164     element to the <c>&lt;chapter&gt;</c> element. Then, I created a section by
165     adding a <c>&lt;section&gt;</c> element. If you look inside the
166     <c>&lt;section&gt;</c> element, you'll see that it has two child elements -- a
167     <c>&lt;title&gt;</c> and a <c>&lt;body&gt;</c>. While the <c>&lt;title&gt;</c>
168     is nothing new, the <c>&lt;body&gt;</c> is -- it contains the actual text
169     content of this particular section. We'll look at the tags that are allowed
170     inside a <c>&lt;body&gt;</c> element in a bit. </p>
171    
172     <note>A <c>&lt;guide&gt;</c> element can contain multiple
173     <c>&lt;chapter&gt;</c> elements, and a <c>&lt;chapter&gt;</c> can contain
174     multiple <c>&lt;section&gt;</c> elements. However, a <c>&lt;section&gt;</c>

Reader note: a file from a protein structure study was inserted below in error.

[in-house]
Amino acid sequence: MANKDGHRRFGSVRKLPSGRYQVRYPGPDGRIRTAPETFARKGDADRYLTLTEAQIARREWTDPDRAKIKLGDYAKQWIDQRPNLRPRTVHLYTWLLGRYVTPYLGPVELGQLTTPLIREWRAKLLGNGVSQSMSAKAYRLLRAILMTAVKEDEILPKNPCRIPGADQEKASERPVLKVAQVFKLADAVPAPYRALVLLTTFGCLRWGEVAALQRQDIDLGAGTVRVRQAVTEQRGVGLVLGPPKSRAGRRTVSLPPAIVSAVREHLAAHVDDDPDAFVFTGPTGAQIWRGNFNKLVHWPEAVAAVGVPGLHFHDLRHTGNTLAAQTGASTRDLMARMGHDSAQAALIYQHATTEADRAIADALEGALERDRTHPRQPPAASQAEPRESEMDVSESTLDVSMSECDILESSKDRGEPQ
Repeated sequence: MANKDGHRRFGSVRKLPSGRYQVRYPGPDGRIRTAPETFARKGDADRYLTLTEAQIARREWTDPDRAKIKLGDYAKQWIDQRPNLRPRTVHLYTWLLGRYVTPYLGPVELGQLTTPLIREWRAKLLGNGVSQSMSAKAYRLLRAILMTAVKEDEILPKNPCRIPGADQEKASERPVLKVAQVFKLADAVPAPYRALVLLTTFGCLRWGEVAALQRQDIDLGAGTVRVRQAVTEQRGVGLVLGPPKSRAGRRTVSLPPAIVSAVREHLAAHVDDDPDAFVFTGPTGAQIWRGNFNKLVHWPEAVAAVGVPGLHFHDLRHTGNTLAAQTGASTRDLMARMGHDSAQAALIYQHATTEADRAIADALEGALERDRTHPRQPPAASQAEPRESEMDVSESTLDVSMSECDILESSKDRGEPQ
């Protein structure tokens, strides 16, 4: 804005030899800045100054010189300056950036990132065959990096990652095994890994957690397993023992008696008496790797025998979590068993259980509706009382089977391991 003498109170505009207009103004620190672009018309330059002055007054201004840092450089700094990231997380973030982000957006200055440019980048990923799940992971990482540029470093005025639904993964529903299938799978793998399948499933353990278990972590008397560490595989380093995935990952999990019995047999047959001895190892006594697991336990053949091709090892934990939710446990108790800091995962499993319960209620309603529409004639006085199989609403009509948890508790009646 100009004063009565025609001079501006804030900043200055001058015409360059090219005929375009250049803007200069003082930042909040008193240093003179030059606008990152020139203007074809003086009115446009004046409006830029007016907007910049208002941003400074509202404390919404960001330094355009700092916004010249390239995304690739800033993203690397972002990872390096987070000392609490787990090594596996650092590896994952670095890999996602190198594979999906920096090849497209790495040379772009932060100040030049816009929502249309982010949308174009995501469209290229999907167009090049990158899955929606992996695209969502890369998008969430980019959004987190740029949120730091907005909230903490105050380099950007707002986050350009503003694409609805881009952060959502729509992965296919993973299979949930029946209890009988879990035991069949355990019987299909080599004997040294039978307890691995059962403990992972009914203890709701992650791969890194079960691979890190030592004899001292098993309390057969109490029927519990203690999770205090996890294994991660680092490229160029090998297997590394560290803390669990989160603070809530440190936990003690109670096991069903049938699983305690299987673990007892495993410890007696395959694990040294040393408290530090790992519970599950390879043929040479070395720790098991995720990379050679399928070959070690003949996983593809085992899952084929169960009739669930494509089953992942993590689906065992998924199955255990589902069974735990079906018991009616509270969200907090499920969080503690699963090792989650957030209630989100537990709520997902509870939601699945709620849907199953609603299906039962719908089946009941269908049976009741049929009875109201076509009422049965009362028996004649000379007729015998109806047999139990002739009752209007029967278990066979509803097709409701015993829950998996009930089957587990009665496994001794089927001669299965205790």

175     element can only contain one <c>&lt;body&gt;</c> element. </note>
176    
177     </body>
178     </section>
179    
180     <section>
181     <title>An example &lt;body&gt;</title>
182     <body>
183     <p>
184     Now, it's time to learn how to mark up actual content. Here's the XML code for an example <c>&lt;body&gt;</c> element:
185     </p>
186     <pre>
187     &lt;p&gt;
188     This is a paragraph. &lt;path&gt;/etc/passwd&lt;/path&gt; is a file.
189     &lt;uri&gt;http://www.gentoo.org&lt;/uri&gt; is my favorite website.
190     Type &lt;c&gt;ls&lt;/c&gt; if you feel like it. I &lt;e&gt;really&lt;/e&gt; want to go to sleep now.
191     &lt;/p&gt;
192    
193     &lt;pre&gt;
194     This is text output or code.
195     # &lt;i&gt;this is user input&lt;/i&gt;
196    
197     Make HTML/XML easier to read by using selective emphasis:
198     &lt;foo&gt;&lt;i&gt;bar&lt;/i&gt;&lt;/foo&gt;
199    
200     &lt;codenote&gt;This is how to insert an inline note into the code block&lt;/codenote&gt;
201     &lt;/pre&gt;
202     &lt;note&gt;This is a note.&lt;/note&gt;
203     &lt;warn&gt;This is a warning.&lt;/warn&gt;
204     &lt;impo&gt;This is important.&lt;/impo&gt;
205     </pre>
206     <p>Now, here's how this <c>&lt;body&gt;</c> element is rendered:</p>